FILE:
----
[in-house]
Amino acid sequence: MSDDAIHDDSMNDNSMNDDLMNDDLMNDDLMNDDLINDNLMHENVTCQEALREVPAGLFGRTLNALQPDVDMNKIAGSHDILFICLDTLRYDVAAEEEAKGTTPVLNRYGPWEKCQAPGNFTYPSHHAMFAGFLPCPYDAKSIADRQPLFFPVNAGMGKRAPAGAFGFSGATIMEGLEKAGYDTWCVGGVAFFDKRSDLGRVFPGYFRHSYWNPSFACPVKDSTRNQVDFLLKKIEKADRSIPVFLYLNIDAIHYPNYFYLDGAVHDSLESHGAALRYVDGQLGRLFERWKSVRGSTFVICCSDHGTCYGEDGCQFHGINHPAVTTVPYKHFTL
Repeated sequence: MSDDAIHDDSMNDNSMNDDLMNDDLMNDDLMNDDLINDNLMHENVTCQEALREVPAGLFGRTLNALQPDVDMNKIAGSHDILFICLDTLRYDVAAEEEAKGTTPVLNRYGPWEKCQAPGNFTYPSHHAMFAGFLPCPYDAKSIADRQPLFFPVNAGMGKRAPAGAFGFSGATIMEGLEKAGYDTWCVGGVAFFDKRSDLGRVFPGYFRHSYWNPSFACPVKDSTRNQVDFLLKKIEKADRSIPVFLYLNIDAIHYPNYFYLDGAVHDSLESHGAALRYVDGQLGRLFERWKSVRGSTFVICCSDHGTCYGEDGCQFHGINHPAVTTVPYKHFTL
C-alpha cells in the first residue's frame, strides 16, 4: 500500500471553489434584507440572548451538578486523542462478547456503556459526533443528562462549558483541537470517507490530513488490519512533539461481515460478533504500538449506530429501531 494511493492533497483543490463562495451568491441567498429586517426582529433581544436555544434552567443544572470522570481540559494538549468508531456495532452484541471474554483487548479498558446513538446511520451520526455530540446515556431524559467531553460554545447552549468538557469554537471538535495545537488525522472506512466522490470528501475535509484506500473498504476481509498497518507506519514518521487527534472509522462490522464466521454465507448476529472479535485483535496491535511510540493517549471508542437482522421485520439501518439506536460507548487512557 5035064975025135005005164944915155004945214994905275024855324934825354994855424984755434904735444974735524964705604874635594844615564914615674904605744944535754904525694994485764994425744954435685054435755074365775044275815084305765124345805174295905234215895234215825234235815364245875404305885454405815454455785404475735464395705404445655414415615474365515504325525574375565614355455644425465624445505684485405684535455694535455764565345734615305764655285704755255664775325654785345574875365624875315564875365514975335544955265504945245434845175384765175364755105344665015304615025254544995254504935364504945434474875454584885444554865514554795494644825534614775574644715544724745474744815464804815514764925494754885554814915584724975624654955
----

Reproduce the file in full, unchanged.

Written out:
[in-house]
Amino acid sequence: MSDDAIHDDSMNDNSMNDDLMNDDLMNDDLMNDDLINDNLMHENVTCQEALREVPAGLFGRTLNALQPDVDMNKIAGSHDILFICLDTLRYDVAAEEEAKGTTPVLNRYGPWEKCQAPGNFTYPSHHAMFAGFLPCPYDAKSIADRQPLFFPVNAGMGKRAPAGAFGFSGATIMEGLEKAGYDTWCVGGVAFFDKRSDLGRVFPGYFRHSYWNPSFACPVKDSTRNQVDFLLKKIEKADRSIPVFLYLNIDAIHYPNYFYLDGAVHDSLESHGAALRYVDGQLGRLFERWKSVRGSTFVICCSDHGTCYGEDGCQFHGINHPAVTTVPYKHFTL
Repeated sequence: MSDDAIHDDSMNDNSMNDDLMNDDLMNDDLMNDDLINDNLMHENVTCQEALREVPAGLFGRTLNALQPDVDMNKIAGSHDILFICLDTLRYDVAAEEEAKGTTPVLNRYGPWEKCQAPGNFTYPSHHAMFAGFLPCPYDAKSIADRQPLFFPVNAGMGKRAPAGAFGFSGATIMEGLEKAGYDTWCVGGVAFFDKRSDLGRVFPGYFRHSYWNPSFACPVKDSTRNQVDFLLKKIEKADRSIPVFLYLNIDAIHYPNYFYLDGAVHDSLESHGAALRYVDGQLGRLFERWKSVRGSTFVICCSDHGTCYGEDGCQFHGINHPAVTTVPYKHFTL
C-alpha cells in the first residue's frame, strides 16, 4: 500500500471553489434584507440572548451538578486523542462478547456503556459526533443528562462549558483541537470517507490530513488490519512533539461481515460478533504500538449506530429501531 494511493492533497483543490463562495451568491441567498429586517426582529433581544436555544434552567443544572470522570481540559494538549468508531456495532452484541471474554483487548479498558446513538446511520451520526455530540446515556431524559467531553460554545447552549468538557469554537471538535495545537488525522472506512466522490470528501475535509484506500473498504476481509498497518507506519514518521487527534472509522462490522464466521454465507448476529472479535485483535496491535511510540493517549471508542437482522421485520439501518439506536460507548487512557 5035064975025135005005164944915155004945214994905275024855324934825354994855424984755434904735444974735524964705604874635594844615564914615674904605744944535754904525694994485764994425744954435685054435755074365775044275815084305765124345805174295905234215895234215825234235815364245875404305885454405815454455785404475735464395705404445655414415615474365515504325525574375565614355455644425465624445505684485405684535455694535455764565345734615305764655285704755255664775325654785345574875365624875315564875365514975335544955265504945245434845175384765175364755105344665015304615025254544995254504935364504945434474875454584885444554865514554795494644825534614775574644715544724745474744815464804815514764925494754885554814915584724975624654955